Throughout the dating process we consciously or subconsciously formulate ideas of things we like and don’t like, as well as things we want and don’t want in a relationship.
Take some time and truly contemplate what your deal breakers are in a marriage. You can even make a physical list. Prior to getting married did you and your spouse discuss any of the things on your list? If you aren’t already married, take some time with your significant other to review the items on your “deal breaker” list. You must be able to have honest and open communication about what you will and will not tolerate. However, keep in mind that marriage is work and no marriage is perfect. Conflicts will arise. However, these should not be considered deal breakers. Deal breakers are personal preferences (and that is okay). Deal breakers may develop due to social pressures, ignorance or even stigma. Closely scrutinize your list of deal breakers and ask yourself “why is this a deal breaker and is this deal breaker negotiable”? If it is negotiable, it is not a deal breaker! If you cannot justify why it’s a deal breaker, it is more likely not a deal breaker! Now, review your list again and ask yourself “will or does my spouse depict any of the items of my deal breaker list”? Give yourself time to think about the answer. If the answer is yes to any of the questions, you’re already setting yourself up for a failed marriage. The “honeymoon” phase of a marriage often camouflages many issues and potentially problematic conflicts that may arise. That is why it is imperative to discuss these topics in painstaking detail. Many ignorantly assume that “love” will take care of conflicts that may arise. However, love with no action will not. Remember, love is patient, love is kind. It does not envy, it does not boast, it is not proud. It does not dishonor others, it is not self-seeking, it is not easily angered, it keeps no record of wrongs. Love does not delight in evil but rejoices with the truth. It always protects, always trusts, always hopes, always perseveres (1 Corinthians 13:4-7). For love to endure it requires action.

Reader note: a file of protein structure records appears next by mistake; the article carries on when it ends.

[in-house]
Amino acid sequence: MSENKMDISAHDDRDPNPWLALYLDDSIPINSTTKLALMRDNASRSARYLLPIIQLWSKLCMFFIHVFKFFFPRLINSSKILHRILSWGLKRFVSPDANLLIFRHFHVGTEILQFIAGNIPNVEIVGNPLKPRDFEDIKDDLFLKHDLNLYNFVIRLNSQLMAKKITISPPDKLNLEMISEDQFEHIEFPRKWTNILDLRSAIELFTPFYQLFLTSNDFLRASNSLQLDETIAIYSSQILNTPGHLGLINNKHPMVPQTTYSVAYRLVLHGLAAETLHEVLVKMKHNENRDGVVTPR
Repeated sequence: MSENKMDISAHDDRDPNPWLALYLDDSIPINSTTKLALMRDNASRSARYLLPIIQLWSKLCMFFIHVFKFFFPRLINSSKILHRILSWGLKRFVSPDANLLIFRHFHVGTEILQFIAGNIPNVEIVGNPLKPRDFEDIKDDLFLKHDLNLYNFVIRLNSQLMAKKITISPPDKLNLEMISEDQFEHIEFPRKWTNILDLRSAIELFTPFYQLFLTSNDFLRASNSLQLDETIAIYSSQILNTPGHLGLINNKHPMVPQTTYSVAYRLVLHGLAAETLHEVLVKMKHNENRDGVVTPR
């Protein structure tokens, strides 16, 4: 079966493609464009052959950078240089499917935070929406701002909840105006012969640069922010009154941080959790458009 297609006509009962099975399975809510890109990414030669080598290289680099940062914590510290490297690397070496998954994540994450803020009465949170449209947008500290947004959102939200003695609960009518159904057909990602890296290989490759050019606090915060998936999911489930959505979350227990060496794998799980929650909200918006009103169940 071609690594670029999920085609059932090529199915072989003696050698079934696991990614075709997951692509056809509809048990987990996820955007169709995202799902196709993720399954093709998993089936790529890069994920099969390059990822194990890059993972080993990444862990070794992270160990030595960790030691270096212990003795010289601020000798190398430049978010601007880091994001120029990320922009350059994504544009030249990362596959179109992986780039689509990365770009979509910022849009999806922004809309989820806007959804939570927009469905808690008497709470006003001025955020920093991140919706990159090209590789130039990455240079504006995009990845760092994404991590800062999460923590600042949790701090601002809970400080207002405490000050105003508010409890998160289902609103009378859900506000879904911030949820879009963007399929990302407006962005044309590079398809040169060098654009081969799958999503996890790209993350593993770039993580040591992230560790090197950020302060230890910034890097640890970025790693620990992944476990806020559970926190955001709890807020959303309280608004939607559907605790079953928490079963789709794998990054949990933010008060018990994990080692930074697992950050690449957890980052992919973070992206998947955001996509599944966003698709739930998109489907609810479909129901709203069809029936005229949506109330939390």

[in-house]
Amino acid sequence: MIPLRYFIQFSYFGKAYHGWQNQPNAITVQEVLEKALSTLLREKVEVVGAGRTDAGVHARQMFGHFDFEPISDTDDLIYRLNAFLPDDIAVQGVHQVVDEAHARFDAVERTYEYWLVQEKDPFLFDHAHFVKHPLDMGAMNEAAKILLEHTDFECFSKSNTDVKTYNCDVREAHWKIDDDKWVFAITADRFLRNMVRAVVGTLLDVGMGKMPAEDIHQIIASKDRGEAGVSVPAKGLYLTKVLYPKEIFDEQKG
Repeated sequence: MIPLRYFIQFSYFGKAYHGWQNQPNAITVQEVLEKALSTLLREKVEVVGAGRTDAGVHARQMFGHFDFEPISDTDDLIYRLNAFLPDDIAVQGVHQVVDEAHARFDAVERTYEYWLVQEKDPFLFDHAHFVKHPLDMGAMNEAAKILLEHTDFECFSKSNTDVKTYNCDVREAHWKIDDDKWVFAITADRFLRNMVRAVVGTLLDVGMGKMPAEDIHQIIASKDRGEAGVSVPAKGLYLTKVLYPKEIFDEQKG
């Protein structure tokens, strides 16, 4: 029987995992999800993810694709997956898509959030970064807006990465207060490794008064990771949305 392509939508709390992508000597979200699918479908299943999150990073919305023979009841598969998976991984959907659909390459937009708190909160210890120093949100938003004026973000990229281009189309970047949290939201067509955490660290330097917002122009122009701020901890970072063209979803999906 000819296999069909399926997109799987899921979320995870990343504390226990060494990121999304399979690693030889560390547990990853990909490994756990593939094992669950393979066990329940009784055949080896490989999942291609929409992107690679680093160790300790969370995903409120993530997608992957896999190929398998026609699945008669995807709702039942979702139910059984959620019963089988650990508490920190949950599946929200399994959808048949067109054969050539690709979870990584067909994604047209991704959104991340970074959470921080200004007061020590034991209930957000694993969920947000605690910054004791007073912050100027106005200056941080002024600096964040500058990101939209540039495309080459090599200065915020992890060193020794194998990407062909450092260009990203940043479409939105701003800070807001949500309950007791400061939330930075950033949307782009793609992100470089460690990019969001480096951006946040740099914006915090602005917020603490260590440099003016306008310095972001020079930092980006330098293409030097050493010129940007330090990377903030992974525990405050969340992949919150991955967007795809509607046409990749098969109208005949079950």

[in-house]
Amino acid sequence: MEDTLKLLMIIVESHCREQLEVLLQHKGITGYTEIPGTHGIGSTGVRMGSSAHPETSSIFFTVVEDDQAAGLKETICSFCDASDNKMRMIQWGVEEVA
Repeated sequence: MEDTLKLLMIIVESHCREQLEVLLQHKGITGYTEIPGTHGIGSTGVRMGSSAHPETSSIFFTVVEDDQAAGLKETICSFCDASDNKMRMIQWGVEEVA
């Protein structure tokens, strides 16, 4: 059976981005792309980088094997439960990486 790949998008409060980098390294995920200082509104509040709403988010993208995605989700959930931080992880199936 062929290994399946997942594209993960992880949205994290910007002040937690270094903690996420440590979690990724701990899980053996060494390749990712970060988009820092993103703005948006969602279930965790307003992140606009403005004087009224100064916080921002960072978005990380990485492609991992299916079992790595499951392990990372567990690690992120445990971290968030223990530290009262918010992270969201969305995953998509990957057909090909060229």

Be intentional! “Proper planning prevents poor performance”. Discussing your deal breakers, contributes to the planning process for a long and successful marriage and ensures you are marrying the right individual. Your “realistic” deal breaker list is your “red flag” guide. Great marriages don’t happen by luck or by accident. They are the result of a consistent investment of time, thoughtfulness, forgiveness, affection, prayer, mutual respect and rock-solid commitment between a husband and wife. -Dave Willis